Re: time to try brisket again
- From: n_cramerSPAM@xxxxxxxxxxx
- Date: 20 May 2006 22:06:39 GMT
"Jimmy" <WilliansWalker@xxxxxxxxxxx> wrote:
The 'Brisket' refers to a cut up on the front 2 quarters of the bovine
cattle beast. It is very flavourful and tender when cooked properly.
Does anyone know what the word 'brisket' actually means and why it was
applied to this particular cut of meat? I don't but I bet that I could
find out on the www. The www being a magical tool of discovery;
increasing awareness everywhere. It allows me to 'converse' with my
homies here on afb anytime I like.
Definition and some historical references from the OED II on CD:
brisket, [Identical in meaning, and apparently in form, with F. brechet (in
Cotgr. bruchet, in 16th c. brichet, 14th c. bruschet, brischet, which
Littré derives from the Eng.; but this seems unlikely. The Breton bruchet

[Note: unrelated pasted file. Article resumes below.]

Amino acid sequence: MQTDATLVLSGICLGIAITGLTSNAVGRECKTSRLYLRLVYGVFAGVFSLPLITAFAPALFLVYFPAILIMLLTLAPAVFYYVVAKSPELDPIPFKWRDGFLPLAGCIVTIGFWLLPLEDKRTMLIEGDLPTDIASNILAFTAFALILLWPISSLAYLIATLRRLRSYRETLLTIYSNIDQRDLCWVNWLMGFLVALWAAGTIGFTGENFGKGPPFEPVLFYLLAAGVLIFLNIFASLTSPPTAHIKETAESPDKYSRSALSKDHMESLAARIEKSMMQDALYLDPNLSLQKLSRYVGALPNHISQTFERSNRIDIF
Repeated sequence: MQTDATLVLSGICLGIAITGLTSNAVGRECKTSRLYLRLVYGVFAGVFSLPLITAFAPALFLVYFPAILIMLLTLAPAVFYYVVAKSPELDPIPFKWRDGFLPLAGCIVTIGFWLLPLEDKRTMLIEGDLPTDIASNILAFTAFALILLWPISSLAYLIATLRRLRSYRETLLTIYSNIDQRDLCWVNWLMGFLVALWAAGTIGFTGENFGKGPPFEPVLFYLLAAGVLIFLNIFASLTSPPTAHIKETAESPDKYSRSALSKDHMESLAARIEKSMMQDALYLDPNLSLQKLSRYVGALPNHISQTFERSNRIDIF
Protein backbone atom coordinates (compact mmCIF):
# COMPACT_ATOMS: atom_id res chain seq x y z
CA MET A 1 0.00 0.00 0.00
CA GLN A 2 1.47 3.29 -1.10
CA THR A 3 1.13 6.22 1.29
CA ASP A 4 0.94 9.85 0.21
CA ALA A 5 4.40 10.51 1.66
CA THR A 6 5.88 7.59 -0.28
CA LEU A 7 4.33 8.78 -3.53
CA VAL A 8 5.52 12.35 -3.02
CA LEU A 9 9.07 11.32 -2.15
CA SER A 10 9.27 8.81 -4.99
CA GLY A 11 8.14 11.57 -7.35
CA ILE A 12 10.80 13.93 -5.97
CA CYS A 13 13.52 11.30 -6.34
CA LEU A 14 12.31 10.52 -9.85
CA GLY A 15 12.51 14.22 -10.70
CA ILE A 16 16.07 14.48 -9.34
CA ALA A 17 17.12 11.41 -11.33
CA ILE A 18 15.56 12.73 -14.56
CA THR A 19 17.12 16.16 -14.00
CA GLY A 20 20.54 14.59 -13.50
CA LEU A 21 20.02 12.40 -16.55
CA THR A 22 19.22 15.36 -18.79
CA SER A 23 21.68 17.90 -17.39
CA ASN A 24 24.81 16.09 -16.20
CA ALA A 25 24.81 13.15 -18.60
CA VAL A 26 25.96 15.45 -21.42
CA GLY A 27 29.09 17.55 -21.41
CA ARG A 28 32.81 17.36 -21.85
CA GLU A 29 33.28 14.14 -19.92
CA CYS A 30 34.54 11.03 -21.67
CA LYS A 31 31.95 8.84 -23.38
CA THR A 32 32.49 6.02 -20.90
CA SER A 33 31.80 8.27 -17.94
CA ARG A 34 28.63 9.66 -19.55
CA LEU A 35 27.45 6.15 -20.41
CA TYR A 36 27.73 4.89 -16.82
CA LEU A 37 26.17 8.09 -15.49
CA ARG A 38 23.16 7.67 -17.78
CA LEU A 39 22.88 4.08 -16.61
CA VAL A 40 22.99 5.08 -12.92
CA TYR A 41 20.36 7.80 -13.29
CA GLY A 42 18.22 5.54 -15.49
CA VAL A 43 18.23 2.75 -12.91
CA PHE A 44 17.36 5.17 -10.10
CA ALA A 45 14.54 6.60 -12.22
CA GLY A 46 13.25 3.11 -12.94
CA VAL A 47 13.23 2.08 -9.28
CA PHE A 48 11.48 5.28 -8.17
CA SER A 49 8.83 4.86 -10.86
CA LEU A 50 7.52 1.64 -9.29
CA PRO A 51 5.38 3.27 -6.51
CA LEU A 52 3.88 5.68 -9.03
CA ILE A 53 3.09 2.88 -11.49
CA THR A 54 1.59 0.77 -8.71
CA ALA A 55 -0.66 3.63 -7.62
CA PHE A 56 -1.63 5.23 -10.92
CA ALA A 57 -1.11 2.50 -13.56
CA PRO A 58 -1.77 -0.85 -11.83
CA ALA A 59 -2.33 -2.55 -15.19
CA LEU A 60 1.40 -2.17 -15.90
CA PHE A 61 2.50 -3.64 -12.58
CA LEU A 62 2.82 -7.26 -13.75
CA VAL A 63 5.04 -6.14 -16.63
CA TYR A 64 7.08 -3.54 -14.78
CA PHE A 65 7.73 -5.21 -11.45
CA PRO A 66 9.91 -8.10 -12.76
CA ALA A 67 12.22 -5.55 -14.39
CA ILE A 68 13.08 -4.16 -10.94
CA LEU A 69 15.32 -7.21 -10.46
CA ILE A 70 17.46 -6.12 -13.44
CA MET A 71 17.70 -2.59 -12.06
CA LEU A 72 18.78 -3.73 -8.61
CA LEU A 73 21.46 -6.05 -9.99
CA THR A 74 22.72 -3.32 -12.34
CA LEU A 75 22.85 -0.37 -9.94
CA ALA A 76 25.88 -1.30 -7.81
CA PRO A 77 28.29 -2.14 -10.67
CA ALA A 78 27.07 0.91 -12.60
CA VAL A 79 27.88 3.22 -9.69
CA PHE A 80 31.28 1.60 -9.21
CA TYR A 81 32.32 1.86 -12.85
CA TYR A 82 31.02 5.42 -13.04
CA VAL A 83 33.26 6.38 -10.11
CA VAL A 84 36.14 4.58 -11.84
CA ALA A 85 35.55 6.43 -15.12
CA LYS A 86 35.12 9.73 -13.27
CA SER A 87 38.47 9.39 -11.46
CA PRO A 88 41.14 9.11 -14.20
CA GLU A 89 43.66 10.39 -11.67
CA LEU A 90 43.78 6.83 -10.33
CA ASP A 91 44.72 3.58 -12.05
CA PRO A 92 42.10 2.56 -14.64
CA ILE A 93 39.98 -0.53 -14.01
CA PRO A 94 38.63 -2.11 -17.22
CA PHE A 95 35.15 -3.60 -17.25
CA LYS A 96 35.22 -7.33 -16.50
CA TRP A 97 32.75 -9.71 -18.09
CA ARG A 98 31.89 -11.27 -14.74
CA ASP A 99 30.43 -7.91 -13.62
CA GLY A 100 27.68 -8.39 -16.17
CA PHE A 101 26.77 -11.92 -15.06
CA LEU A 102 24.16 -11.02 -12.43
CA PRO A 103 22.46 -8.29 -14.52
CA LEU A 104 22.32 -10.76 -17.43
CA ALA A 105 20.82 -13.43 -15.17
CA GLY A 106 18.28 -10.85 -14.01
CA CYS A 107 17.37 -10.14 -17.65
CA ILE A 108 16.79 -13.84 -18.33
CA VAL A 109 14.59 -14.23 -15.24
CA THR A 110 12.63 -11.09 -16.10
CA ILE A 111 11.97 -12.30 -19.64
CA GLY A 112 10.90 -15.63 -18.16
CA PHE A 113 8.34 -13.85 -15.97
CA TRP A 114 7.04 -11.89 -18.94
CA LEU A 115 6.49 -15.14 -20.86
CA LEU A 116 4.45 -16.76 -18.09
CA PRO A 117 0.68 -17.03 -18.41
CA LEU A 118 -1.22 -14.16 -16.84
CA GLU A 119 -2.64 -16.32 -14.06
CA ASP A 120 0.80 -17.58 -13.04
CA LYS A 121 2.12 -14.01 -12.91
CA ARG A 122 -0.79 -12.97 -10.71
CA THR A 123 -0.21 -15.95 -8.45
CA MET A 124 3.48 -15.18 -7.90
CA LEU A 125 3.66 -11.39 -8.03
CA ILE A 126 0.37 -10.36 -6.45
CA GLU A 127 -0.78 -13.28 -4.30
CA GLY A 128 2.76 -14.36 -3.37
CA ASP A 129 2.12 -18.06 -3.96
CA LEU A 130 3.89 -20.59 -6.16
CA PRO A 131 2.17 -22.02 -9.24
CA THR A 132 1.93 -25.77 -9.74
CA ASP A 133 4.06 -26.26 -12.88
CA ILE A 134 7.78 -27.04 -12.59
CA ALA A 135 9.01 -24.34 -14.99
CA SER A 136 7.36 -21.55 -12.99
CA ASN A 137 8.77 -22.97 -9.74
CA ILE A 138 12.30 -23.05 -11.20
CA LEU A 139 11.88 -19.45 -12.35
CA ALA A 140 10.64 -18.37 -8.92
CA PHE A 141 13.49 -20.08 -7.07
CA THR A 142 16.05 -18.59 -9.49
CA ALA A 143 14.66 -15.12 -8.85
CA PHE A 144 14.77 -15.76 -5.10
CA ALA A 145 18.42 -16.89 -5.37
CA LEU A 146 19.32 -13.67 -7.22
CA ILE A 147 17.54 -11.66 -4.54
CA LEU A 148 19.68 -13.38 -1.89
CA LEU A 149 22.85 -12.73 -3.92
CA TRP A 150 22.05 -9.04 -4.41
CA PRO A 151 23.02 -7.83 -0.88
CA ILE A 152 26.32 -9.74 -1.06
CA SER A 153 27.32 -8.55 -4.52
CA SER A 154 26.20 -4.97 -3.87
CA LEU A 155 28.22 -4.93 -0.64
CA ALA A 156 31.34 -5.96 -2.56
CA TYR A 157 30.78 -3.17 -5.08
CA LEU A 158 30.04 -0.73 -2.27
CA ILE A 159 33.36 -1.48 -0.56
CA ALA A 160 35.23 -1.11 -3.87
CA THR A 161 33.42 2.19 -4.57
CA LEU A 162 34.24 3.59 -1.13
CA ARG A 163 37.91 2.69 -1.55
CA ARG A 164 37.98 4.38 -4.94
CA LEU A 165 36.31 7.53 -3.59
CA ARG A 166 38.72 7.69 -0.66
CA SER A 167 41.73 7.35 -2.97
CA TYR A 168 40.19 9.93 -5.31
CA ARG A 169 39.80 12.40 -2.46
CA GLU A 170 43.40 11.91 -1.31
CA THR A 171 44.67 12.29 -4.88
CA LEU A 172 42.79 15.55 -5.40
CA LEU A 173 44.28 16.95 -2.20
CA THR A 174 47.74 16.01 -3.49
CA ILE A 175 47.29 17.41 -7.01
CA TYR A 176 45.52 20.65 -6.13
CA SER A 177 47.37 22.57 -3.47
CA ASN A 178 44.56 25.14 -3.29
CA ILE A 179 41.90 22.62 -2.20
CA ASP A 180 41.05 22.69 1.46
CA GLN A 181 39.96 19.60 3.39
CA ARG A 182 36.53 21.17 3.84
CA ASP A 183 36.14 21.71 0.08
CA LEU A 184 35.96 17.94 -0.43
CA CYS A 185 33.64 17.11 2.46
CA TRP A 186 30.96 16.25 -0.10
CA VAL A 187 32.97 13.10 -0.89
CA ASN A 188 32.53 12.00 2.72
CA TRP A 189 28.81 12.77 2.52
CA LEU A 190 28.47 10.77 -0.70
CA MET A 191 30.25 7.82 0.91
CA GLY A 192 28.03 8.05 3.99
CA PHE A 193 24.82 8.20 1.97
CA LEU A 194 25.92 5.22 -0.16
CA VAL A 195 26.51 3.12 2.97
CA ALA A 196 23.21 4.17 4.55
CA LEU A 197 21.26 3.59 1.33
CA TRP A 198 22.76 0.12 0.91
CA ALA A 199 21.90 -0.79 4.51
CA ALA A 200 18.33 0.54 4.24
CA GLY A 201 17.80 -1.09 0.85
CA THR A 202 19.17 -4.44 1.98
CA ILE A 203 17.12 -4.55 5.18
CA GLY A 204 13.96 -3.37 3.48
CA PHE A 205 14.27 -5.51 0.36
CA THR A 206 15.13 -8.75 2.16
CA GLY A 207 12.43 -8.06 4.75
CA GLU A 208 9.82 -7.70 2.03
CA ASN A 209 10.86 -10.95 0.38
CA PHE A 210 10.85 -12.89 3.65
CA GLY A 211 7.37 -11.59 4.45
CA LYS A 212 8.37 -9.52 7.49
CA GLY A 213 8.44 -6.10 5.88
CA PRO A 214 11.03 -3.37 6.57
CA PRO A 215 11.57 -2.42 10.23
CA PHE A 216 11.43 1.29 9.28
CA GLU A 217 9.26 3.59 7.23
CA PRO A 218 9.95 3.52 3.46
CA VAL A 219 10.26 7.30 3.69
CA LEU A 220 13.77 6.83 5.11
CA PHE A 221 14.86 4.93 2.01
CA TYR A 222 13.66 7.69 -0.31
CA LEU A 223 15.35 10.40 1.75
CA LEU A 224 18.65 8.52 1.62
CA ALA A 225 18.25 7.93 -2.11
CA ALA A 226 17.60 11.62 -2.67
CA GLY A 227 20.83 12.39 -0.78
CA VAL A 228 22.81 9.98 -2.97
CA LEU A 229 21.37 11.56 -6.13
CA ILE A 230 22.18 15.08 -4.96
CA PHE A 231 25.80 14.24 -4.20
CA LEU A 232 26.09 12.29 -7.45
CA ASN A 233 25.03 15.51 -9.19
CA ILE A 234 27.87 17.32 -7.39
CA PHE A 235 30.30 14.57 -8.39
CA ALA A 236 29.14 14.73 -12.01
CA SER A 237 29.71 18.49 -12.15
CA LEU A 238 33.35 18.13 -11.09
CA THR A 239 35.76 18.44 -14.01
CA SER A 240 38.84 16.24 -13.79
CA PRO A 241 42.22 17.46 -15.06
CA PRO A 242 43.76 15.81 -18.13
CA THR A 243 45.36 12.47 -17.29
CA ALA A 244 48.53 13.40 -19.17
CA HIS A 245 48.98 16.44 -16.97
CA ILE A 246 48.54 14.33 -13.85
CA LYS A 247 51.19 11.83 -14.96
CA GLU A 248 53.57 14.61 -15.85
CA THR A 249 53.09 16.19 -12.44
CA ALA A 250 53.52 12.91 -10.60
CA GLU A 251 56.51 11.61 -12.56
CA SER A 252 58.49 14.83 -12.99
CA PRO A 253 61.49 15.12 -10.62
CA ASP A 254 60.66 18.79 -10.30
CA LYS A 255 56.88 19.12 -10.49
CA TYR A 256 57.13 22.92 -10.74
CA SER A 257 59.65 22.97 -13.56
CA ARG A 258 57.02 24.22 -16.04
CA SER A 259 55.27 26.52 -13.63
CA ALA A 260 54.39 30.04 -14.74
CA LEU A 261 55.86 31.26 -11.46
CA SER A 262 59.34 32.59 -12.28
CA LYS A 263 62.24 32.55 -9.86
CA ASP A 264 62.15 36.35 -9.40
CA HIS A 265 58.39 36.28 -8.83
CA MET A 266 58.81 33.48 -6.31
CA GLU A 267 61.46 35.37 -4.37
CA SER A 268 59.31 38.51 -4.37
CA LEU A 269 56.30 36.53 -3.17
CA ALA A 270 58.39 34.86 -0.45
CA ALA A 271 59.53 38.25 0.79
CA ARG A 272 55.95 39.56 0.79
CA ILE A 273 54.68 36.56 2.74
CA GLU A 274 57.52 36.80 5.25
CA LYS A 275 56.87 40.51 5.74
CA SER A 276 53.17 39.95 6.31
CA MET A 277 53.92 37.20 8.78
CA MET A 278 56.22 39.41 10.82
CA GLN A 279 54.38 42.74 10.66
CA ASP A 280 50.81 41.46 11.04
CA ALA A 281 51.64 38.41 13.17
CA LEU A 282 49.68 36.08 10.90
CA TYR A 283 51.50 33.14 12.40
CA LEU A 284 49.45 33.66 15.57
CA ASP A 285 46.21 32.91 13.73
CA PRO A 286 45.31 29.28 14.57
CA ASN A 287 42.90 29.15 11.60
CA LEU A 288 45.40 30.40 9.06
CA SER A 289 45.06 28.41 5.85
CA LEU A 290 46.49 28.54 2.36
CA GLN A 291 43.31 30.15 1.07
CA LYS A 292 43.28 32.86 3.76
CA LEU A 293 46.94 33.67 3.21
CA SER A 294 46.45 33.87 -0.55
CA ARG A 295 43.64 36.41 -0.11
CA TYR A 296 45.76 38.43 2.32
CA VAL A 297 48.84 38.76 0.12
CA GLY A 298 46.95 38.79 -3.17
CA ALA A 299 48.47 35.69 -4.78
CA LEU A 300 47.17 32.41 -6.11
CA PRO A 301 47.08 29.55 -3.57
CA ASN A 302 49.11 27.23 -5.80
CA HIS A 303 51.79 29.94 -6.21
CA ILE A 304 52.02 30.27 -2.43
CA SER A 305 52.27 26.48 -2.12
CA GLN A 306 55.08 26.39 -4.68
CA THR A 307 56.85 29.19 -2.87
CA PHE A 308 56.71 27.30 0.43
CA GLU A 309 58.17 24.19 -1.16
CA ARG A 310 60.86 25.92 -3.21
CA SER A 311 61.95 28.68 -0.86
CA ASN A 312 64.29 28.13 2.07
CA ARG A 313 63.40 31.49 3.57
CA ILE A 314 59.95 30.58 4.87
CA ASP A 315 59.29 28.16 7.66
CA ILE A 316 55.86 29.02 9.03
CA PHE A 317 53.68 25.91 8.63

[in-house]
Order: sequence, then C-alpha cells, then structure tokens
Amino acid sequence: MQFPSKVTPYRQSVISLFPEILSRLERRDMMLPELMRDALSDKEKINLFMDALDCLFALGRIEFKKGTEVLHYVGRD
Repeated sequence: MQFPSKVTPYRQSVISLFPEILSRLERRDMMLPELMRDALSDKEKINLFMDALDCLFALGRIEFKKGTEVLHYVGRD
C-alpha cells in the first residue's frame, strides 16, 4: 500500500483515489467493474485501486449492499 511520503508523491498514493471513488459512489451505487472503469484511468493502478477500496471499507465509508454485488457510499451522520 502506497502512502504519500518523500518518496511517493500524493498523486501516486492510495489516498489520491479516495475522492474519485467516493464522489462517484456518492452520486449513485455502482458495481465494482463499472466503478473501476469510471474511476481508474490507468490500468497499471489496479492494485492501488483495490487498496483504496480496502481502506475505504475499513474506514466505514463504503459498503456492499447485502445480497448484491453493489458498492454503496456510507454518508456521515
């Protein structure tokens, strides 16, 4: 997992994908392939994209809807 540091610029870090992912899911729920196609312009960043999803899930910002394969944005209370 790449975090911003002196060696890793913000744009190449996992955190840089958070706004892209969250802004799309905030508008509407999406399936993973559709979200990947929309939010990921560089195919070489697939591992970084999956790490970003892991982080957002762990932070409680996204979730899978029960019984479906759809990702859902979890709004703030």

and Welsh brysced, appear to be adopted from Fr. and Eng. respectively.]
1. The breast of an animal, the part immediately covering the breast-bone.
Also, as a joint of meat.
c1450 Nominale in Wr.-Wülcker 704 Hoc pectusculum, a bruskette.
1483 Cath. Angl. 46 A Brusket, pectusculum.
1535 Stewart Cron. Scot. I. 87 The wricht [had] the neiris and the briscat
1610 Markham Masterp. ii. lvi. 306 He will be very hollow vpon the bysket
towards the fore-boothes.
1611 Cotgr., Ars..the breast, or brisket of a horse.
1709 Addison Tatler No. 148 _1 The Black Prince was a professed Lover of
1769 Mrs. Raffald Eng. Housekpr. (1778) 117 Bone a brisket of beef, and
make holes in it with a knife.
1820 Scott Monast. xvii, It is a hart of grease too, in full season, and
three inches of fat on the brisket.
1866 Kingsley Herew. xv. 204 As shaggy as a stag?s brisket.
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